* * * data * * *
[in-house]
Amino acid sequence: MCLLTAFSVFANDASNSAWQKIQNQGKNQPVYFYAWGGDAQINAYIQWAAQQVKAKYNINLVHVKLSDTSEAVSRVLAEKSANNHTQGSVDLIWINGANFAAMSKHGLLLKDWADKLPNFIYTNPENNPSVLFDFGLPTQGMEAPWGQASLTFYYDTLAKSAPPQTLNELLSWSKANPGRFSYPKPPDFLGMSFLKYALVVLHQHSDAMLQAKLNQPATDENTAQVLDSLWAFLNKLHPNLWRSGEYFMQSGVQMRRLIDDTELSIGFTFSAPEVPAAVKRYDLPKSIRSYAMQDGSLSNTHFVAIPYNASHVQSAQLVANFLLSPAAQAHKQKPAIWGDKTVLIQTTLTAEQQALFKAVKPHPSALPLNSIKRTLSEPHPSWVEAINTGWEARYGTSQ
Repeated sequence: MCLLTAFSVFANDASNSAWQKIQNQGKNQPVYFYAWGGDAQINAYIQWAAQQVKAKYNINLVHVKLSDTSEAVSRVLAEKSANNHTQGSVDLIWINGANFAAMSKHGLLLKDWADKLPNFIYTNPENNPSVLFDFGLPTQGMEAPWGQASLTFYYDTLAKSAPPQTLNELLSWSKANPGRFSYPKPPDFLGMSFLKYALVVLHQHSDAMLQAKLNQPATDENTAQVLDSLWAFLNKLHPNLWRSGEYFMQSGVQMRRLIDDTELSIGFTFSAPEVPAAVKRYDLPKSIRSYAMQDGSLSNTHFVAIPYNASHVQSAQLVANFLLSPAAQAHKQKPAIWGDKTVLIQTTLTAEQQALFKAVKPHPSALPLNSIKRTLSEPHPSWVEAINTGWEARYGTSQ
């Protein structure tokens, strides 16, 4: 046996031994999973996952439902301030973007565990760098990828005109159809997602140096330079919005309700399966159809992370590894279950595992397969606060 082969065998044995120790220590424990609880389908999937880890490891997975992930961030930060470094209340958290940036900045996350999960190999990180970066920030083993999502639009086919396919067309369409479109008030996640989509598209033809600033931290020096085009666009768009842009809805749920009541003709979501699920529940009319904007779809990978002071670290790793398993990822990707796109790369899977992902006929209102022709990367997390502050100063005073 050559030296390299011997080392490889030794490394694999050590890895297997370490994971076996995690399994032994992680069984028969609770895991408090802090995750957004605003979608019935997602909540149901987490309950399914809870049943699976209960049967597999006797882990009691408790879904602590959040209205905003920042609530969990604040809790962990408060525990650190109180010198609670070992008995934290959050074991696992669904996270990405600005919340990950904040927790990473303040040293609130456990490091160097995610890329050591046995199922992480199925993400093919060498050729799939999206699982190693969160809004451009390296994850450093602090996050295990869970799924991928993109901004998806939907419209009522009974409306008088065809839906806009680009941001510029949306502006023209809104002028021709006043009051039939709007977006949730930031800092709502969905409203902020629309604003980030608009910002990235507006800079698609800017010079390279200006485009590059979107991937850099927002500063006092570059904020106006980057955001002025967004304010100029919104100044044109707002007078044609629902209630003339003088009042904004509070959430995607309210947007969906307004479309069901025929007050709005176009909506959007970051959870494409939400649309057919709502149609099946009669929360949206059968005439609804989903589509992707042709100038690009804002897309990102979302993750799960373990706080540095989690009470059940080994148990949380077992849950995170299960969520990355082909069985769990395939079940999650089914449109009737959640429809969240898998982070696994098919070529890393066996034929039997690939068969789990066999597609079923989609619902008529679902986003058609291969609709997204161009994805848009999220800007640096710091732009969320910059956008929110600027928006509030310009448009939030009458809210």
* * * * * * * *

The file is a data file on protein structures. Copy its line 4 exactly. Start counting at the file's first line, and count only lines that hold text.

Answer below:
């Protein structure tokens, strides 16, 4: 046996031994999973996952439902301030973007565990760098990828005109159809997602140096330079919005309700399966159809992370590894279950595992397969606060 082969065998044995120790220590424990609880389908999937880890490891997975992930961030930060470094209340958290940036900045996350999960190999990180970066920030083993999502639009086919396919067309369409479109008030996640989509598209033809600033931290020096085009666009768009842009809805749920009541003709979501699920529940009319904007779809990978002071670290790793398993990822990707796109790369899977992902006929209102022709990367997390502050100063005073 050559030296390299011997080392490889030794490394694999050590890895297997370490994971076996995690399994032994992680069984028969609770895991408090802090995750957004605003979608019935997602909540149901987490309950399914809870049943699976209960049967597999006797882990009691408790879904602590959040209205905003920042609530969990604040809790962990408060525990650190109180010198609670070992008995934290959050074991696992669904996270990405600005919340990950904040927790990473303040040293609130456990490091160097995610890329050591046995199922992480199925993400093919060498050729799939999206699982190693969160809004451009390296994850450093602090996050295990869970799924991928993109901004998806939907419209009522009974409306008088065809839906806009680009941001510029949306502006023209809104002028021709006043009051039939709007977006949730930031800092709502969905409203902020629309604003980030608009910002990235507006800079698609800017010079390279200006485009590059979107991937850099927002500063006092570059904020106006980057955001002025967004304010100029919104100044044109707002007078044609629902209630003339003088009042904004509070959430995607309210947007969906307004479309069901025929007050709005176009909506959007970051959870494409939400649309057919709502149609099946009669929360949206059968005439609804989903589509992707042709100038690009804002897309990102979302993750799960373990706080540095989690009470059940080994148990949380077992849950995170299960969520990355082909069985769990395939079940999650089914449109009737959640429809969240898998982070696994098919070529890393066996034929039997690939068969789990066999597609079923989609619902008529679902986003058609291969609709997204161009994805848009999220800007640096710091732009969320910059956008929110600027928006509030310009448009939030009458809210």